Skip to main content

Practitioners’ perspectives on family-based intervention for illicit drug-using adolescents in Taiwan: a qualitative study

Abstract

Background

Drug-related psychiatric comorbidity or death among adolescents has grown to become a public health threat in Taiwan. In an atmosphere of abstinence, few alternatives or rehabilitative options for troubled young people have caused many juveniles to be driven away from home and placed in closed institutions. The intersectionality of illegal substance use, deviant behaviours, and criminal offences among adjudicated adolescents is a challenge for the development of adolescent users’ harm reduction strategies. In addition, the relationships among the adolescents, their families, and practitioners might be undermined by coercive and mandatory court measures. As developing a harm reduction approach includes minimizing the negative effects on not only adolescents and also their families, this study aims to explore Taiwanese practitioners’ perspectives of family-based programmes for drug-using adolescents.

Methods

This study adopted a qualitative approach. Through face-to-face interviews and a focus group, accounts were collected from 28 key informants working in youth delinquency. The interviews were transcribed for analysis using qualitative analysis software, namely NVivo10.

Results

Practitioners tend to refer to an “adolescent-centred model” when describing their work with drug-using young people. From the frontline practitioners’ descriptions, the families of those youth needing treatment services are often vulnerable and disadvantaged. These families are seldom onboard because of low readiness and scarce resources. Although a legal framework is in place, resources, workforce, and programmes to engage and involve parents in the intervention are lacking. Despite the obstacles, practitioners have utilized a variety of strategies to obtain limited success, such as parent meetings, resources referrals, parent counselling, court support, voluntary parenting courses, illicit substance information sharing, and home visits. Practitioners also pointed out that therapeutic interventions are more effective than coercive or mandatory interventions for adolescents and also for their families.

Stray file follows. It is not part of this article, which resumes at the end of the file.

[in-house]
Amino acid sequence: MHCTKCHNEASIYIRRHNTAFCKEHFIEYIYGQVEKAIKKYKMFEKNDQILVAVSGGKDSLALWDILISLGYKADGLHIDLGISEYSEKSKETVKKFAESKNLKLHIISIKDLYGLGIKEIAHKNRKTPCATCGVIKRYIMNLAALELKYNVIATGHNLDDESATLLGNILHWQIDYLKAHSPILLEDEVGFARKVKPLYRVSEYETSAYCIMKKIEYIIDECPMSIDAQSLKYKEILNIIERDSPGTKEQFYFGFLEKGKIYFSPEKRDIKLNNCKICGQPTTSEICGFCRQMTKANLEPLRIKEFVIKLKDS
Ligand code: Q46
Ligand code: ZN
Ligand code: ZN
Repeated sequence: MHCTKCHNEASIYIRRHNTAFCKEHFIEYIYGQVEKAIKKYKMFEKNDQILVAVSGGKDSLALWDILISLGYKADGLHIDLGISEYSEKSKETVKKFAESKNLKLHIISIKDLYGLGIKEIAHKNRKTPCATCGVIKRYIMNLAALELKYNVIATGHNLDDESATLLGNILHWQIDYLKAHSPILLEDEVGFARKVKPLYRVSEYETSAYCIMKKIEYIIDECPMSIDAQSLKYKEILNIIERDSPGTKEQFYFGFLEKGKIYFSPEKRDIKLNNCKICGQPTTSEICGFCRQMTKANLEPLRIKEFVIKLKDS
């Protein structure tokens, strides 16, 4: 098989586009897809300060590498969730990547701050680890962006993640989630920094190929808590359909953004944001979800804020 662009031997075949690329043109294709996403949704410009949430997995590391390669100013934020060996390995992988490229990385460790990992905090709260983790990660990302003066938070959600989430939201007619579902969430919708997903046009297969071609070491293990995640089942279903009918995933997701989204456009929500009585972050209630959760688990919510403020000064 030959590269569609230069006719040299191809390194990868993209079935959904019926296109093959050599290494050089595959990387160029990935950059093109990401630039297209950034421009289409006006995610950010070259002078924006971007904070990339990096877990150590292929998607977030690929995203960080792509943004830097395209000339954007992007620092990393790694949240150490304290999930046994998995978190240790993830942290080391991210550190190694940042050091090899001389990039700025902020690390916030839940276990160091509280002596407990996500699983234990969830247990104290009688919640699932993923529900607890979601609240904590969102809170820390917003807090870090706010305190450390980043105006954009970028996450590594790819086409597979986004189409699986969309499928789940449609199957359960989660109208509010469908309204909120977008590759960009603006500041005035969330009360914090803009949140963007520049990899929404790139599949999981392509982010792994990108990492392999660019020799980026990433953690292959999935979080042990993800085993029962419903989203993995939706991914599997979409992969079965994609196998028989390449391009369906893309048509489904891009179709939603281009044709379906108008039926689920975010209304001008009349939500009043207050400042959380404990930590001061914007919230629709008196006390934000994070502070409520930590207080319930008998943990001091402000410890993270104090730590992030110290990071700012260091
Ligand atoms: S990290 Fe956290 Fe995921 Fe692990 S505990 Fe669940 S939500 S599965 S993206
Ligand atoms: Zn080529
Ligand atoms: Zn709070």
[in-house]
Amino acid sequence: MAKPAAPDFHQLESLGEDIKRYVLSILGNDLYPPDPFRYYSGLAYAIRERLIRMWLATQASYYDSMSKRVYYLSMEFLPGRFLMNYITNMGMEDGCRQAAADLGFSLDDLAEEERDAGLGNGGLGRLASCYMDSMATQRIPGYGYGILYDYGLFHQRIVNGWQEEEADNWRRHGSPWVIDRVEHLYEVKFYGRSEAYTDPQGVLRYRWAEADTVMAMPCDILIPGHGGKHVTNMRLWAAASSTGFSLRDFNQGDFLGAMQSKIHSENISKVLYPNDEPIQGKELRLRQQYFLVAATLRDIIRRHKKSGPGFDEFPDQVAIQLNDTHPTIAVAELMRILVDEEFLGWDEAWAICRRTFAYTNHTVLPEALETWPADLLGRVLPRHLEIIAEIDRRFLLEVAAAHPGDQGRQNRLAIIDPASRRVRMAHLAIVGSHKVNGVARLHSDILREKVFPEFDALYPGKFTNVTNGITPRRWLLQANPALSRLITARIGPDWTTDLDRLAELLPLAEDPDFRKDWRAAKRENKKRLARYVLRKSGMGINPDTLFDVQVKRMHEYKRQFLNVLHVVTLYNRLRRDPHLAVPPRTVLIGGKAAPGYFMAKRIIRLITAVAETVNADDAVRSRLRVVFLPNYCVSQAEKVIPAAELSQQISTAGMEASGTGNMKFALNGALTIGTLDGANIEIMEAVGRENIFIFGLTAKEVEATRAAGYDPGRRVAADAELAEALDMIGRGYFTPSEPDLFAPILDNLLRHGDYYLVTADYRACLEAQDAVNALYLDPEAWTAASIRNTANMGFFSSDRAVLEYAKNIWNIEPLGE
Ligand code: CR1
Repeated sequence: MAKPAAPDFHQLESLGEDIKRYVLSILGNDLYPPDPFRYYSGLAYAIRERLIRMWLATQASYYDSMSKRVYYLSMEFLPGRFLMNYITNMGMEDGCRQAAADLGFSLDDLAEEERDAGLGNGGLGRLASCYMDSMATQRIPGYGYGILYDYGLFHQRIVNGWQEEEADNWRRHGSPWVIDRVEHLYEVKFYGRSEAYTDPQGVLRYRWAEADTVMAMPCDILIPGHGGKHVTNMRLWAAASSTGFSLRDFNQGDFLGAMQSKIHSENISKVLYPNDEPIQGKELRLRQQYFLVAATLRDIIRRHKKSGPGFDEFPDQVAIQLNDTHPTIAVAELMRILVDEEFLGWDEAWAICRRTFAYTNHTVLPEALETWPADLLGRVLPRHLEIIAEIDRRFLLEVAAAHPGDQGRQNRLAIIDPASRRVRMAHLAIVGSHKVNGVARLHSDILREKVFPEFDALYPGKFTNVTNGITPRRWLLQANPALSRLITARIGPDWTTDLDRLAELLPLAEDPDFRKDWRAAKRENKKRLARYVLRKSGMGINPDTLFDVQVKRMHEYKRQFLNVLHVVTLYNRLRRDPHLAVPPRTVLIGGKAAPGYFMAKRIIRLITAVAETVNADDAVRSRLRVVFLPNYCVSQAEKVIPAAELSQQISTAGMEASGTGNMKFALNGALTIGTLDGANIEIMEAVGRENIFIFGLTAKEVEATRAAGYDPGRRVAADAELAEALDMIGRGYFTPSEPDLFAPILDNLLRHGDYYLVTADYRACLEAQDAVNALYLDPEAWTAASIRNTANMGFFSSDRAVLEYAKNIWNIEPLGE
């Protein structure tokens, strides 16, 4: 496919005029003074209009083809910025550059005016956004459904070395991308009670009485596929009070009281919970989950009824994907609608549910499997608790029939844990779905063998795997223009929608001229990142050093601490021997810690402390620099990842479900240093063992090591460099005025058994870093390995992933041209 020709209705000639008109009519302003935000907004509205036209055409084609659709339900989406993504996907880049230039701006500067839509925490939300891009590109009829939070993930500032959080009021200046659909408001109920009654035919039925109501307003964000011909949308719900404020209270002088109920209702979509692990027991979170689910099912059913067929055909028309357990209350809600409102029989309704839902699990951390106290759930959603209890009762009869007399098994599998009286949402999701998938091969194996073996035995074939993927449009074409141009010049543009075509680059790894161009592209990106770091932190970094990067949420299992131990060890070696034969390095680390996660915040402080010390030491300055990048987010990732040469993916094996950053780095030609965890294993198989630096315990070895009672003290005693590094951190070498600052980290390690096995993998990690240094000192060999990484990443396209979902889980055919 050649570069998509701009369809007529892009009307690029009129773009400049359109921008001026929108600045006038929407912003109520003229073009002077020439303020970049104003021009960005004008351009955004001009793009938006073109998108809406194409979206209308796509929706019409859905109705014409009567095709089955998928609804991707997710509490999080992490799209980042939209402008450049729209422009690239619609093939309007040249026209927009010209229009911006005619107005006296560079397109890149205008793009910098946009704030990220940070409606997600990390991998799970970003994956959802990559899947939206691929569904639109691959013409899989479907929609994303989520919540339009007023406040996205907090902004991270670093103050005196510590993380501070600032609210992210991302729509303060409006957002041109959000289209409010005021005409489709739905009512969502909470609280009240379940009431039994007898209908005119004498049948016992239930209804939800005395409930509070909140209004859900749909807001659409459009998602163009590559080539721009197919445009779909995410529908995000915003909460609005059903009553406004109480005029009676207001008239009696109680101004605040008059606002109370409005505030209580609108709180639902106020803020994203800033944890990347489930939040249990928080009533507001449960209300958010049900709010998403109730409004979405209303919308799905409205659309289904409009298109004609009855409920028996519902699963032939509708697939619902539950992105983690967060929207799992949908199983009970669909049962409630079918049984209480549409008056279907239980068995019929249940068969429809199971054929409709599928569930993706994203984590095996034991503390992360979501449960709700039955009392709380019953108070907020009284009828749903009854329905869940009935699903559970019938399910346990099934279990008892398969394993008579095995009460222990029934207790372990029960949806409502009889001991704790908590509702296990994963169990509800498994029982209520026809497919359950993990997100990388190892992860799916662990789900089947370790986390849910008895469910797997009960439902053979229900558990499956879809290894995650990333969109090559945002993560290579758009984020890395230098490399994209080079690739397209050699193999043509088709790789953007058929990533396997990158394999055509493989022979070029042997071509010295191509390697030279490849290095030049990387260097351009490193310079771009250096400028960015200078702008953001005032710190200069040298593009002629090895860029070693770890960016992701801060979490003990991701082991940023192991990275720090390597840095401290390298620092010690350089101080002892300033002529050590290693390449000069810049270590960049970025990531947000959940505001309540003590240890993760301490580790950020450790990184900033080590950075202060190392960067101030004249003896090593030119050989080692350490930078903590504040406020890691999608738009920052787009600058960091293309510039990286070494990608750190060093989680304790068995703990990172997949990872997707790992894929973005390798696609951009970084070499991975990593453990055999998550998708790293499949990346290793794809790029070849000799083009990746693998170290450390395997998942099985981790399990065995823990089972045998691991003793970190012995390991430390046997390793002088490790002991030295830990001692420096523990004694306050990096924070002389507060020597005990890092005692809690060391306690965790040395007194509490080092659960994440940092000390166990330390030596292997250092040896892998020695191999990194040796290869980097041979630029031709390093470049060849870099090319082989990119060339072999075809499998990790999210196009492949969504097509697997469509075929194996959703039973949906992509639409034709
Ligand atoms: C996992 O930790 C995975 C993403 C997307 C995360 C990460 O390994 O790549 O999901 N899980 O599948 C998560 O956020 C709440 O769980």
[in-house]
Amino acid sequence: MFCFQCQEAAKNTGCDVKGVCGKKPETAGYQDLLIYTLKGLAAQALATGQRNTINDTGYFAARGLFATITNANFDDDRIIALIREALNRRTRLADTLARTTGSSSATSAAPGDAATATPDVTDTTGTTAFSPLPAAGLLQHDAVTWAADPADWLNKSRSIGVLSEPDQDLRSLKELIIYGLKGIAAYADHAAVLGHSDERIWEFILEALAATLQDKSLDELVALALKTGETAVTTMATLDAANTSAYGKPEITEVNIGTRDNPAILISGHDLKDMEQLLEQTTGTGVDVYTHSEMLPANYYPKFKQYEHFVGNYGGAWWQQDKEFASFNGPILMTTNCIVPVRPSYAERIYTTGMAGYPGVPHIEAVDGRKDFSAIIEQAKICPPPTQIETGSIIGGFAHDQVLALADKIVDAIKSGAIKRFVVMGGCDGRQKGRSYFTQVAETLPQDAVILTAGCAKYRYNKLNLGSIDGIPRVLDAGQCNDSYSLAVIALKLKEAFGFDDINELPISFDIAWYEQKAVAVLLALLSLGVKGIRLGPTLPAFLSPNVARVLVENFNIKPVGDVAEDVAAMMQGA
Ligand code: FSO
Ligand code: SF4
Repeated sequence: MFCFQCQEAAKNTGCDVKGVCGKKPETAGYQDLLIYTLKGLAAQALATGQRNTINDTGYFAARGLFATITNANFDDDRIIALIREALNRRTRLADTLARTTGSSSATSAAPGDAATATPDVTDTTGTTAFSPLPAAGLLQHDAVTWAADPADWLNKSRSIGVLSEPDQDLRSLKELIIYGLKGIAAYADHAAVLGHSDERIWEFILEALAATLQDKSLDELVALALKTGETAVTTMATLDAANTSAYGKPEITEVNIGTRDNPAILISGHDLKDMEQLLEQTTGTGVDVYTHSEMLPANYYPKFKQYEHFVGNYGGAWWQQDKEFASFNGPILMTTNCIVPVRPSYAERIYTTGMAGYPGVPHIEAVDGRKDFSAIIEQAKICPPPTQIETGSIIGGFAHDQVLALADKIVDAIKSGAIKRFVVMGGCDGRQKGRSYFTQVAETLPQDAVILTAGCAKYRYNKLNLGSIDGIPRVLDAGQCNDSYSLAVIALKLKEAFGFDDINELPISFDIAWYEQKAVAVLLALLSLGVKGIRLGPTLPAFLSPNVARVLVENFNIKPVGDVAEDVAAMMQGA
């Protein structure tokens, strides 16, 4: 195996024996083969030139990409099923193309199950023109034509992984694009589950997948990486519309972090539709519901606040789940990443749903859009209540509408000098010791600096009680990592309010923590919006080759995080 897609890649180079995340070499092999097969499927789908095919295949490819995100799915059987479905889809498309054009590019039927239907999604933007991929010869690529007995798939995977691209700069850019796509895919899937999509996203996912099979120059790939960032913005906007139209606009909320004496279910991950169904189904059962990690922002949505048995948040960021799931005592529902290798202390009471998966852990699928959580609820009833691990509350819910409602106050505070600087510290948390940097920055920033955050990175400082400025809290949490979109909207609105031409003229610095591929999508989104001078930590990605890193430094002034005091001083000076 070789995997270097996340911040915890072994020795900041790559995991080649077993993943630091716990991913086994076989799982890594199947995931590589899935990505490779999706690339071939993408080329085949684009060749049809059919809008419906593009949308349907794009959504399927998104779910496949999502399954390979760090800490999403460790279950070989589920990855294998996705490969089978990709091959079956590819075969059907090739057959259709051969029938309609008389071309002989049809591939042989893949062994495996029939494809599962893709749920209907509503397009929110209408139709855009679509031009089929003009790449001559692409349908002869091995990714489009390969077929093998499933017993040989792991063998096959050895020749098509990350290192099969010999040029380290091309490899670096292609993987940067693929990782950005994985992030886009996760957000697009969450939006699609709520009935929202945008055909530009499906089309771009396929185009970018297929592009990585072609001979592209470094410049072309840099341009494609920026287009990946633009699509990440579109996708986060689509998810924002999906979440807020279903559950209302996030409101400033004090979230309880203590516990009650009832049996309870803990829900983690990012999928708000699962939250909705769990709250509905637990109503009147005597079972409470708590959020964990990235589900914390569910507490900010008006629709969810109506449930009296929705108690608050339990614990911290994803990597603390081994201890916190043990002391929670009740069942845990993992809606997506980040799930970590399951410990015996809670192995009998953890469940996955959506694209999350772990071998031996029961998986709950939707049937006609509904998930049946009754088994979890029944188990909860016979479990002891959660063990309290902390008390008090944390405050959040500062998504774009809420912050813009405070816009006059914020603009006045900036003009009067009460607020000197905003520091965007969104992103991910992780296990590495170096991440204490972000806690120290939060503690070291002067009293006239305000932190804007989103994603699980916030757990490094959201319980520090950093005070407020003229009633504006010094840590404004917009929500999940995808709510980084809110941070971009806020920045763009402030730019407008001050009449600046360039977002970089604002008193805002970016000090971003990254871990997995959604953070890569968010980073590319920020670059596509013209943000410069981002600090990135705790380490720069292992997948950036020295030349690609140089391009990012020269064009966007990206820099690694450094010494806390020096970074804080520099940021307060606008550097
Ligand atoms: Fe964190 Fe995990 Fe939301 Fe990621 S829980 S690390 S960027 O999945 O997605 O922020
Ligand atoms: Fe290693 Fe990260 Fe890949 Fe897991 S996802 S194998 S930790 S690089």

Conclusions

Since most practitioners have an adolescent-centred work principle, their work with parents falls into professional-centred or family-allied work models. It is therefore suggested that resources be reallocated to involve parent counselling and intense treatment instead of mandatory parental education.

Background

Illicit drug-using among adjudicated adolescents in Taiwan

Drug-related psychiatric comorbidity or death among adolescents has grown to become a public health threat in Taiwan. From 2013 to 2017, a total number of 2,029 drug-related deaths was recorded by the Institute of Forensic Medicine in Taiwan, which is 2.8 times the number of homicide victims [1]. Among them, more than 10% (216) victims were below 24 years old. Death of illicit drug toxicity has become the top post-mortem autopsy death cause for children (below 14 years old) and young people (between 15 and 24 years old) in Taiwan.